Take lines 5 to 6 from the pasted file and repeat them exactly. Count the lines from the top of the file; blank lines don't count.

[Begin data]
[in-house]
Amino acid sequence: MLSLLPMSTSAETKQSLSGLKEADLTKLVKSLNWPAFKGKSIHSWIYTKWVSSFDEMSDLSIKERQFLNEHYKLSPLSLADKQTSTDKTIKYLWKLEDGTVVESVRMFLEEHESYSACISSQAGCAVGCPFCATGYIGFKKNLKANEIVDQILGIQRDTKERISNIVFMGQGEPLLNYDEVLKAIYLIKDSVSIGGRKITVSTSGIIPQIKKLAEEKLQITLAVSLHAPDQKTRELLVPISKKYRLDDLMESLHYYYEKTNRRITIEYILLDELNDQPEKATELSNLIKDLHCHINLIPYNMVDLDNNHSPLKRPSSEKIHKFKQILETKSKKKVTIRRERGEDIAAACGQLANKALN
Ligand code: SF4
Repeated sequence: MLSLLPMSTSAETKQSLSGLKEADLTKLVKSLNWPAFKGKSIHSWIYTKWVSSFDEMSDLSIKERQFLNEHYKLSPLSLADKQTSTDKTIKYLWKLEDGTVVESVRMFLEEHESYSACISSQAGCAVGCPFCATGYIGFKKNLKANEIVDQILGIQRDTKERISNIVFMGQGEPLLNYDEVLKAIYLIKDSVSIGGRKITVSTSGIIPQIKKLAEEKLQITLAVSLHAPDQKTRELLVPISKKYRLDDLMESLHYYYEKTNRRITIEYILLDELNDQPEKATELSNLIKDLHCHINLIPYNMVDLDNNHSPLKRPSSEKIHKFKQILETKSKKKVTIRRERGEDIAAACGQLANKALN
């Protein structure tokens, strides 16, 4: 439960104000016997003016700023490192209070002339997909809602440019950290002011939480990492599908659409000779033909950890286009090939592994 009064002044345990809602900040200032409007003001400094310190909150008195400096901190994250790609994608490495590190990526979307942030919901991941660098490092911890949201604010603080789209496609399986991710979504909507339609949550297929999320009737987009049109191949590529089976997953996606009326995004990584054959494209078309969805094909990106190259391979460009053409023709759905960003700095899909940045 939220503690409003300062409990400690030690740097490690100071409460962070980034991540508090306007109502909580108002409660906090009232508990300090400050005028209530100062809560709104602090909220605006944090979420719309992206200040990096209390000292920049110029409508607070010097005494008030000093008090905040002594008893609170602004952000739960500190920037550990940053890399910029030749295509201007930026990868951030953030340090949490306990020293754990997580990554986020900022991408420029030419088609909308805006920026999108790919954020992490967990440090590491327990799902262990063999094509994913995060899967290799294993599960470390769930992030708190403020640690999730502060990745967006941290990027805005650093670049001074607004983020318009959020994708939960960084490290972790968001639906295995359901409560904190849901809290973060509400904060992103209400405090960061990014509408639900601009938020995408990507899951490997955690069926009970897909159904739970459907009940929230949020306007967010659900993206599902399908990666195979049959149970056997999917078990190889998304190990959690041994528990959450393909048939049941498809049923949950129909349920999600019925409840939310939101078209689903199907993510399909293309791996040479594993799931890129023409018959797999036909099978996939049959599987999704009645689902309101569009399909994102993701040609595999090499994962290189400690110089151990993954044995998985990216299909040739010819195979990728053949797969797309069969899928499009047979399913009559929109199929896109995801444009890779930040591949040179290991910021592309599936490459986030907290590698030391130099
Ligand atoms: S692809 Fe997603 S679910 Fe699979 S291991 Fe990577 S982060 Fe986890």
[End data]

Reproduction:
């Protein structure tokens, strides 16, 4: 439960104000016997003016700023490192209070002339997909809602440019950290002011939480990492599908659409000779033909950890286009090939592994 009064002044345990809602900040200032409007003001400094310190909150008195400096901190994250790609994608490495590190990526979307942030919901991941660098490092911890949201604010603080789209496609399986991710979504909507339609949550297929999320009737987009049109191949590529089976997953996606009326995004990584054959494209078309969805094909990106190259391979460009053409023709759905960003700095899909940045 939220503690409003300062409990400690030690740097490690100071409460962070980034991540508090306007109502909580108002409660906090009232508990300090400050005028209530100062809560709104602090909220605006944090979420719309992206200040990096209390000292920049110029409508607070010097005494008030000093008090905040002594008893609170602004952000739960500190920037550990940053890399910029030749295509201007930026990868951030953030340090949490306990020293754990997580990554986020900022991408420029030419088609909308805006920026999108790919954020992490967990440090590491327990799902262990063999094509994913995060899967290799294993599960470390769930992030708190403020640690999730502060990745967006941290990027805005650093670049001074607004983020318009959020994708939960960084490290972790968001639906295995359901409560904190849901809290973060509400904060992103209400405090960061990014509408639900601009938020995408990507899951490997955690069926009970897909159904739970459907009940929230949020306007967010659900993206599902399908990666195979049959149970056997999917078990190889998304190990959690041994528990959450393909048939049941498809049923949950129909349920999600019925409840939310939101078209689903199907993510399909293309791996040479594993799931890129023409018959797999036909099978996939049959599987999704009645689902309101569009399909994102993701040609595999090499994962290189400690110089151990993954044995998985990216299909040739010819195979990728053949797969797309069969899928499009047979399913009559929109199929896109995801444009890779930040591949040179290991910021592309599936490459986030907290590698030391130099
Ligand atoms: S692809 Fe997603 S679910 Fe699979 S291991 Fe990577 S982060 Fe986890």